Well sheesh, I'm sold, eating weeds is good for me, good for the earth, very accessible, delicious, and free.

Here are a few of the edible weeds we sampled in the garden at the workshop:

is a survival food because it has all 8 vital amino acids. All parts are edible, trying throwing some leaves into your salad.


is even more nutritious than spinach and its seeds are a wild quinoa.


has more omega 3 fatty acids than fish and more vitamin A than any vegetable. Its leaves are succulent and lemony making a great addition to your salad.

Kendal with some Purslane

"reminds us how to survive in style." The whole plant is edible and the slightly bitter tone in the leaves helps tone our internal organs, drinking a dandelion tea or eating a dandelion salad is like a daily exercise for our organs.


Wild Mustard
encourage good circulation and can be easily recognized because the flowers have 4 petals.

Wild Mustard

is helpful for rehydrating. All parts are edible and along with being a food can be used for shampoos or face wash.



is a great first aid kit, it draws toxins out of your body. Chew the leaves into a mash and put it on bug bites, snake bites, or infection.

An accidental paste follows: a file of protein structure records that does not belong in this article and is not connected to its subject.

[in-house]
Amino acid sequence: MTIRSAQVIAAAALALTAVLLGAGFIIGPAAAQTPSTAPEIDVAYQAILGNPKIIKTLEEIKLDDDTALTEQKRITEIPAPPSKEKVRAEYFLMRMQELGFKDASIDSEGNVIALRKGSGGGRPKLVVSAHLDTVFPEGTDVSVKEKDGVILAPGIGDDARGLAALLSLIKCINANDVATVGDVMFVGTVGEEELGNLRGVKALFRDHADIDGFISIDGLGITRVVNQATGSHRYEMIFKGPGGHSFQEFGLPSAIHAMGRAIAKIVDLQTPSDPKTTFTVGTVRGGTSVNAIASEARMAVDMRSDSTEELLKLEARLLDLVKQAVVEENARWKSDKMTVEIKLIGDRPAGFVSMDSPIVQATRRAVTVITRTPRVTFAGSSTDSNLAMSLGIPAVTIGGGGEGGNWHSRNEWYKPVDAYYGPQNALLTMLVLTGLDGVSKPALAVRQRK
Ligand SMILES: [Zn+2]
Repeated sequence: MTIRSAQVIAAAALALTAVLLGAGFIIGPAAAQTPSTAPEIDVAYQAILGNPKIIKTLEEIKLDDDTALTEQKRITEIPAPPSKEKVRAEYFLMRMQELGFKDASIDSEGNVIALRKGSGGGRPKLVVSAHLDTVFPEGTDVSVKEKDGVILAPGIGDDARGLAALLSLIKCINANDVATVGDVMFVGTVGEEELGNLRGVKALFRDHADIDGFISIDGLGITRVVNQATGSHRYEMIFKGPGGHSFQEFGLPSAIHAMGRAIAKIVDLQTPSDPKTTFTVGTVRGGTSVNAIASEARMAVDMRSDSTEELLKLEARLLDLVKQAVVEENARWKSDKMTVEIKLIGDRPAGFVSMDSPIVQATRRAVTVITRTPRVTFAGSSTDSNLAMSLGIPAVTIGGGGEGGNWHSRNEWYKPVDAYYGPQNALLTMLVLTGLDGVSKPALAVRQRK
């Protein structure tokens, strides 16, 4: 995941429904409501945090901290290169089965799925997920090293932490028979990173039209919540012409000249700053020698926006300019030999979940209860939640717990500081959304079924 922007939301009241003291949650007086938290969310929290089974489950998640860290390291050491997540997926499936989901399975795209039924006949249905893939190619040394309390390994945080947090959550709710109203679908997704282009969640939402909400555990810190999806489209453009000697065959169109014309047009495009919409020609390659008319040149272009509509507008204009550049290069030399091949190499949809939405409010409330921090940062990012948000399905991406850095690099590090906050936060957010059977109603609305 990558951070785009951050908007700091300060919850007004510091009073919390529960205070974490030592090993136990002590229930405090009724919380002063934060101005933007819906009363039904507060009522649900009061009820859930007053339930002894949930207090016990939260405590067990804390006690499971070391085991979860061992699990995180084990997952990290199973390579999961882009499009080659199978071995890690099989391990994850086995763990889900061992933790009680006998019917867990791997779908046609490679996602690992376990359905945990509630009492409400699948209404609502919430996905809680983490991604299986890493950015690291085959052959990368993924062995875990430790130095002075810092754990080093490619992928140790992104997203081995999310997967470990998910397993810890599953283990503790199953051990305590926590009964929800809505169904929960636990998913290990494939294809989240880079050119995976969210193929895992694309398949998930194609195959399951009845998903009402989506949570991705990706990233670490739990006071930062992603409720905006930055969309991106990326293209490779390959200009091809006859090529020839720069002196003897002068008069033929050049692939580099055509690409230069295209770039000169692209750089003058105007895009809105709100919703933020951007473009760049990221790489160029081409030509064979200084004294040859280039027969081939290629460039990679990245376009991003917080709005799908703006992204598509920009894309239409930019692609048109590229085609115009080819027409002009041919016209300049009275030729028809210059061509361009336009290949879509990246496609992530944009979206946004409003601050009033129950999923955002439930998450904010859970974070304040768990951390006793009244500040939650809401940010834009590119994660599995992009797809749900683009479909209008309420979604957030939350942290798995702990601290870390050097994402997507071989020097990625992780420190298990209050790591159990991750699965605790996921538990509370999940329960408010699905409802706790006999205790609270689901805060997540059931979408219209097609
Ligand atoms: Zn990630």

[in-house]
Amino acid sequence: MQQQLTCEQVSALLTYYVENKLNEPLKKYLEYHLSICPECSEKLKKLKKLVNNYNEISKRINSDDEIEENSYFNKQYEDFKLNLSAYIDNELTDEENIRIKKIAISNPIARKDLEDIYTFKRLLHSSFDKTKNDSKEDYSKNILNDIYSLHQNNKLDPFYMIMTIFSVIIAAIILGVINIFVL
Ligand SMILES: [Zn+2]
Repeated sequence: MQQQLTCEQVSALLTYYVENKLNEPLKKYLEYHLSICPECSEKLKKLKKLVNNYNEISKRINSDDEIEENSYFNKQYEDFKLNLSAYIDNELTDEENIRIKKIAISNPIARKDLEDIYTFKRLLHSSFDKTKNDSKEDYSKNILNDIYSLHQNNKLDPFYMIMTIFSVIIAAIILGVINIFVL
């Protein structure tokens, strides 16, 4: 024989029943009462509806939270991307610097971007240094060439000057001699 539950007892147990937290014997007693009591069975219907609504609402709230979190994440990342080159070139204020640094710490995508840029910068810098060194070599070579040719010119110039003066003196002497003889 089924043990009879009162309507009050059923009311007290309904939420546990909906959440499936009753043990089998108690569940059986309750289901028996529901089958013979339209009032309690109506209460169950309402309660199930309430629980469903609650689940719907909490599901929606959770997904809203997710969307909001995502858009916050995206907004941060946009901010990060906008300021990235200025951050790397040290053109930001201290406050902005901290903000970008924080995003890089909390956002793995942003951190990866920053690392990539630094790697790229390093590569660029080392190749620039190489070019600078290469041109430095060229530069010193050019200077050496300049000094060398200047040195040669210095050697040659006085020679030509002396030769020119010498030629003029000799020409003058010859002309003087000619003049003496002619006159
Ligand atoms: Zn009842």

plantain.jpg OKCG_WS_-_Wild_Wisdom_of_Weeds_8.17.15_Pics-_plantain_mash_on_bug_bite.15_Pics-048.JPG
Plantain mash on a bug bite

Curly Dock
is a natural antibiotic and immune builder. Young leaves can be used as lettuce and its roots are astrigent and can be used for a mouthwash. 

OKCG_WS_-_Wild_Wisdom_of_Weeds_8.17.15_Pics-_curly_dock.15_Pics-039.JPG OKCG_WS_-_Wild_Wisdom_of_Weeds_8.17.15_Pics-_curly_dock_gone_to_seed.15_Pics-041.JPG
Diane trying out the antiseptic qualities of Curly Dock


TIP: "Your tongues are brilliant , your bodies are brilliant too...trust your tongue and your intuition to what is good for your body." - Katrina Blair
Start with a small taste, if it doesn't taste good to you your body is telling you that right then that particular plant is not what you need, and if it taste delicious maybe it wants more.

If you are interested in learning more I would recommend checking out Katrina's latest book "The Wild Wisdom of Weeds" and also her wild, local, raw cookbook.

Or maybe I will see you at Turtle Lake Cafe for a locally grown, wild harvest and living foods lunch on Turtle Tuesdays or Frog Fridays between 11:11-2:22.

Enjoying some Musk Thistle Root Chai




Workshop Presenter  




"When Katrina Blair was eleven she had a life-changing experience where wild plants spoke to her, beckoning her to become a champion of their cause. Since then she has spent months on end taking walkabouts in the wild, eating nothing but what she forages, and has become a wild-foods advocate, community activist, gardener, and chef, teaching and presenting internationally about foraging and the healthful lifestyle it promotes." Founder of Turtle Lake Refuge and author of The Wild Wisdom of Weeds: 13 Essential Plants for Human Survival.



Be the first to comment

Please check your e-mail for a link to activate your account.